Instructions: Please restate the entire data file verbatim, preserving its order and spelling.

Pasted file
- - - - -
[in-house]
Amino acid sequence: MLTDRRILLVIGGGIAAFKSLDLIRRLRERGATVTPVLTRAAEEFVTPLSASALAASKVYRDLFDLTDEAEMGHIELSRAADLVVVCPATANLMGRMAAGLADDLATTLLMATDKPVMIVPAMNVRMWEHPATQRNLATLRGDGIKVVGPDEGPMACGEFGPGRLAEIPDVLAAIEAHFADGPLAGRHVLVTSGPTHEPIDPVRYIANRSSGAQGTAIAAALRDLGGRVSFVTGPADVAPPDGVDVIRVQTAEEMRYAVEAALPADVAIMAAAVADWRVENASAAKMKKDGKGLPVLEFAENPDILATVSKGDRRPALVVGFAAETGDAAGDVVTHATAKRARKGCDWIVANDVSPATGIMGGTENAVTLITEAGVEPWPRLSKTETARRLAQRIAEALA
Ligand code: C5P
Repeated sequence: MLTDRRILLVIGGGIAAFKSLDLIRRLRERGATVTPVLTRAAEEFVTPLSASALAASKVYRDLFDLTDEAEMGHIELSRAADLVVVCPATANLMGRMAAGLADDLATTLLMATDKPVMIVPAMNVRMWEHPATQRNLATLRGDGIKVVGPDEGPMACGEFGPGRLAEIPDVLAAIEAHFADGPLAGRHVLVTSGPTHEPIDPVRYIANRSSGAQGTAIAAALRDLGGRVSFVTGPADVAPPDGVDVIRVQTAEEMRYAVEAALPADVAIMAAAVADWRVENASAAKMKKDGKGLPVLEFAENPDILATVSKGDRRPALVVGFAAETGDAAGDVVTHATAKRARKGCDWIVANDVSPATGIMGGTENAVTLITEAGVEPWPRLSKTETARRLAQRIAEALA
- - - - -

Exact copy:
[in-house]
Amino acid sequence: MLTDRRILLVIGGGIAAFKSLDLIRRLRERGATVTPVLTRAAEEFVTPLSASALAASKVYRDLFDLTDEAEMGHIELSRAADLVVVCPATANLMGRMAAGLADDLATTLLMATDKPVMIVPAMNVRMWEHPATQRNLATLRGDGIKVVGPDEGPMACGEFGPGRLAEIPDVLAAIEAHFADGPLAGRHVLVTSGPTHEPIDPVRYIANRSSGAQGTAIAAALRDLGGRVSFVTGPADVAPPDGVDVIRVQTAEEMRYAVEAALPADVAIMAAAVADWRVENASAAKMKKDGKGLPVLEFAENPDILATVSKGDRRPALVVGFAAETGDAAGDVVTHATAKRARKGCDWIVANDVSPATGIMGGTENAVTLITEAGVEPWPRLSKTETARRLAQRIAEALA
Ligand code: C5P
Repeated sequence: MLTDRRILLVIGGGIAAFKSLDLIRRLRERGATVTPVLTRAAEEFVTPLSASALAASKVYRDLFDLTDEAEMGHIELSRAADLVVVCPATANLMGRMAAGLADDLATTLLMATDKPVMIVPAMNVRMWEHPATQRNLATLRGDGIKVVGPDEGPMACGEFGPGRLAEIPDVLAAIEAHFADGPLAGRHVLVTSGPTHEPIDPVRYIANRSSGAQGTAIAAALRDLGGRVSFVTGPADVAPPDGVDVIRVQTAEEMRYAVEAALPADVAIMAAAVADWRVENASAAKMKKDGKGLPVLEFAENPDILATVSKGDRRPALVVGFAAETGDAAGDVVTHATAKRARKGCDWIVANDVSPATGIMGGTENAVTLITEAGVEPWPRLSKTETARRLAQRIAEALA